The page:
Lisa Ishimuro's conservatory was planned as a haven for people and plants. "I wanted to use plants decoratively, exotically," she says. To evoke a garden, she tucked statuary amid the lushness and hung planters at different heights. Bypassing the usual porch wicker, Lisa found the old pair of Louis armchairs with worn gilding and recovered them in damask: The room's feminine-but-faded look evolved from them. "The gold armchair I picked up for $30 at a barn sale," she says, "and recovered it in silk."
"Anyone with a sunny window can have a touch of Eden in winter," says Lisa. "Mount glass shelves across the window you choose for your 'garden.' Hang plants from the ceiling then pull up a table and a comfortable chair."
Since Country Living last visited her c. 1800 farmhouse in Bucks County, Pa. (April 2001), she's added the 18- by 20-foot, south-facing sunroom wrapped in windows.
Pictured: A reading corner near the former back window holds Lisa's gardening books.
Primroses on Tole Tray
A stone floor with radiant heat keeps the room cozy; old hooked rugs and pillows warm the eye.
Pictured: On a tole tray, primroses shine by day, candles by evening.
Forced freesias, tulips, daffodils, and hyacinths elbow long-lived orchids and green plants, all potted and tended at a sink in the same room.
Pictured: Lisa's orchids include a Cattleya with a large magenta lip.
"At night, when friends are over, I light the room with candles. The effect is magical--especially when it snows."
"A surprise to me," says Lisa--"men love this room!"
Metal Sleigh Table
Odd bracket shelves and inexpensive urns add to the "gathered-over-time, rather than just-decorated, look I like," she says.
Pictured: All surfaces--including a metal sleigh table--entertain plants.
And there, while winter rages, glorious springtime welcomes Lisa home from her work with the Bucks County Conservation District.
Pictured: Old-time ornaments turn a display of forced spring flowers into a veritable garden.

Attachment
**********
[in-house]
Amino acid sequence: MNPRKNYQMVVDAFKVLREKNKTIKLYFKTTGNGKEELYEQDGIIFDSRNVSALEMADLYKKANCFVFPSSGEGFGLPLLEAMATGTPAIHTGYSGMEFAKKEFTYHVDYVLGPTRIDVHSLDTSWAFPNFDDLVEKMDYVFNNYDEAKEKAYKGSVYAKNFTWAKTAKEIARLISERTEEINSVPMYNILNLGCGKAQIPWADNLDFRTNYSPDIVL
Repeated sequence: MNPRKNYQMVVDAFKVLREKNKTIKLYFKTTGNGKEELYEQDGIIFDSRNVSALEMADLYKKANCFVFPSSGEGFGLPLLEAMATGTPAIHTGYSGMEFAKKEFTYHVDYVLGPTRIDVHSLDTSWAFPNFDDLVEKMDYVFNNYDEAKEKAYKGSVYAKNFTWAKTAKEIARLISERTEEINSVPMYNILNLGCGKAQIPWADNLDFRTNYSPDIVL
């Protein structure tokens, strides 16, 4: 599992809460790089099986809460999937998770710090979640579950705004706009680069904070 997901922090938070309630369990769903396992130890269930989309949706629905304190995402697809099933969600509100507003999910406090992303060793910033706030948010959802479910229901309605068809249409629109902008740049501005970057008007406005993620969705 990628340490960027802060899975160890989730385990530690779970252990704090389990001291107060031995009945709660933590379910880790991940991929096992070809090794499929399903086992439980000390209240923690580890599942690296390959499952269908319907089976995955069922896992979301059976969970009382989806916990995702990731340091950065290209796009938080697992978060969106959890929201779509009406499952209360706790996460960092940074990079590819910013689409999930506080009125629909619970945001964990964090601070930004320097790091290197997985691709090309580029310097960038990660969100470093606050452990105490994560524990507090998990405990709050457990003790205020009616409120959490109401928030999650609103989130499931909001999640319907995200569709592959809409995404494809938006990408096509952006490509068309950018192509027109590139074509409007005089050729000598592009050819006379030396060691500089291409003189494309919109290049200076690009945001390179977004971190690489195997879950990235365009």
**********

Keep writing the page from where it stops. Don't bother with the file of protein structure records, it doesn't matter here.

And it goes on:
Garden Tool Door Pulls
Growing orchids indoors is no harder than growing most plants. Lisa got her start by attending a local meeting of the American Orchid Society, orchidweb.org. One of her favorites is Phalaenopsis, whose blossoms can last for up to four months.
Plant tables and surfaces must be able to take a bit of punishment from water and soil crumbs. Lisa chose a range of metal-topped and tray tables for her indoor garden. Glass or stone surfaces are also great. "With plants, you can't get too fussy about furniture."
Pictured: A worn cupboard with garden-themed door pulls.
Seedlings in Pots
To enjoy spring flowers in midwinter, take the easy route and buy pre-chilled bulbs that are just sprouting. Daffodils and hyacinths are both fragrant and reliable. "When I'm craving spring, I confess I also buy some pots of colorful primroses," says Lisa.
Pictured: Seedlings for the summer garden.
A troughlike sandstone sink anchors Lisa's plant-tending corner, where mini-daffodils, muscari, and white tulips enjoy a soak. The corner also holds different soil mixes (orchids require their own growing medium) in old buckets, as well as Lisa's favorite bird prints. "When I entertain, the sink becomes a huge ice bucket for wine bottles," she says.